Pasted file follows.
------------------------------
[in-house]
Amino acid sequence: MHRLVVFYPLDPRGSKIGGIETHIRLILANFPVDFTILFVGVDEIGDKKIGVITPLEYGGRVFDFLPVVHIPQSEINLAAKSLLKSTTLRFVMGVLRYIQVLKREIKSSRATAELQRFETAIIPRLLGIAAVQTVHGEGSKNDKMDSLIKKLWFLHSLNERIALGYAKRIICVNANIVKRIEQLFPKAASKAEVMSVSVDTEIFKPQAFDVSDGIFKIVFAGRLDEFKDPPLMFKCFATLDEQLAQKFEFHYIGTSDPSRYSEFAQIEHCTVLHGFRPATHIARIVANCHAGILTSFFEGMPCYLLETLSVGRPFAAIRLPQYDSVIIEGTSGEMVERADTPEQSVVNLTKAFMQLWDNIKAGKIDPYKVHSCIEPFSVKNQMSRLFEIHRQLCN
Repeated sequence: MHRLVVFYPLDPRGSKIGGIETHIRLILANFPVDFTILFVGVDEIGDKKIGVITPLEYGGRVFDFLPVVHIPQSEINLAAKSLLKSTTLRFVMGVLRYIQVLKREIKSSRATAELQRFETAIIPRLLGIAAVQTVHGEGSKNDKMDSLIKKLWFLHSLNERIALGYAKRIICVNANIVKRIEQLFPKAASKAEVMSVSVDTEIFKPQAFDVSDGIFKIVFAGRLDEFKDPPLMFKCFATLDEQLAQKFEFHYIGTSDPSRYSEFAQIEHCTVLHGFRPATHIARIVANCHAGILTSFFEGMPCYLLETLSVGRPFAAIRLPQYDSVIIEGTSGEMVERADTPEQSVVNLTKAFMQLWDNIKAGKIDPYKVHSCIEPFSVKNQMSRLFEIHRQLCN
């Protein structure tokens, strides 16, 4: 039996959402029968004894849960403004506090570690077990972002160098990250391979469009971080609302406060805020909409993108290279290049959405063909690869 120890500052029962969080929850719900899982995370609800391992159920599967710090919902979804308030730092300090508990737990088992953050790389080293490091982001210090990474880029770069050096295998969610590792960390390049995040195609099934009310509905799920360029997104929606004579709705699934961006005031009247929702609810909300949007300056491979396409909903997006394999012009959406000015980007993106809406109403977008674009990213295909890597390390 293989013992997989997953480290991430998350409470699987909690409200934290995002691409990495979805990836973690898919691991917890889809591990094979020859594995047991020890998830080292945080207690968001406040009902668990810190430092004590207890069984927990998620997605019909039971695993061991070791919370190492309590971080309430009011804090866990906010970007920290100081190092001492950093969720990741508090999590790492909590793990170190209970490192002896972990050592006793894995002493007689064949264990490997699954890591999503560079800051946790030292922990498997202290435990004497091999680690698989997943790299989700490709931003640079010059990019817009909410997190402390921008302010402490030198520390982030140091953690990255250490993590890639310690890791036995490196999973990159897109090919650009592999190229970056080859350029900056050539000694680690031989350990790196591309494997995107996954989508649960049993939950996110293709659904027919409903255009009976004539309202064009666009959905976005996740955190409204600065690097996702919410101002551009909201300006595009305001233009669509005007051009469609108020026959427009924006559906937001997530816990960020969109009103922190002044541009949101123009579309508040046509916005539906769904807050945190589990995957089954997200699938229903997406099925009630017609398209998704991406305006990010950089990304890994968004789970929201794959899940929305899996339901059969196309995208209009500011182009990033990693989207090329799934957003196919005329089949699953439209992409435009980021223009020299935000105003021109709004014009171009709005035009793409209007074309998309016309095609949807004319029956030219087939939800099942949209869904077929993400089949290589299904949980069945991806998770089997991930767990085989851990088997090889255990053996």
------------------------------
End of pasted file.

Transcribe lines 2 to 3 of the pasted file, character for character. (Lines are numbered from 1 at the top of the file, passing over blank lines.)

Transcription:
Amino acid sequence: MHRLVVFYPLDPRGSKIGGIETHIRLILANFPVDFTILFVGVDEIGDKKIGVITPLEYGGRVFDFLPVVHIPQSEINLAAKSLLKSTTLRFVMGVLRYIQVLKREIKSSRATAELQRFETAIIPRLLGIAAVQTVHGEGSKNDKMDSLIKKLWFLHSLNERIALGYAKRIICVNANIVKRIEQLFPKAASKAEVMSVSVDTEIFKPQAFDVSDGIFKIVFAGRLDEFKDPPLMFKCFATLDEQLAQKFEFHYIGTSDPSRYSEFAQIEHCTVLHGFRPATHIARIVANCHAGILTSFFEGMPCYLLETLSVGRPFAAIRLPQYDSVIIEGTSGEMVERADTPEQSVVNLTKAFMQLWDNIKAGKIDPYKVHSCIEPFSVKNQMSRLFEIHRQLCN
Repeated sequence: MHRLVVFYPLDPRGSKIGGIETHIRLILANFPVDFTILFVGVDEIGDKKIGVITPLEYGGRVFDFLPVVHIPQSEINLAAKSLLKSTTLRFVMGVLRYIQVLKREIKSSRATAELQRFETAIIPRLLGIAAVQTVHGEGSKNDKMDSLIKKLWFLHSLNERIALGYAKRIICVNANIVKRIEQLFPKAASKAEVMSVSVDTEIFKPQAFDVSDGIFKIVFAGRLDEFKDPPLMFKCFATLDEQLAQKFEFHYIGTSDPSRYSEFAQIEHCTVLHGFRPATHIARIVANCHAGILTSFFEGMPCYLLETLSVGRPFAAIRLPQYDSVIIEGTSGEMVERADTPEQSVVNLTKAFMQLWDNIKAGKIDPYKVHSCIEPFSVKNQMSRLFEIHRQLCN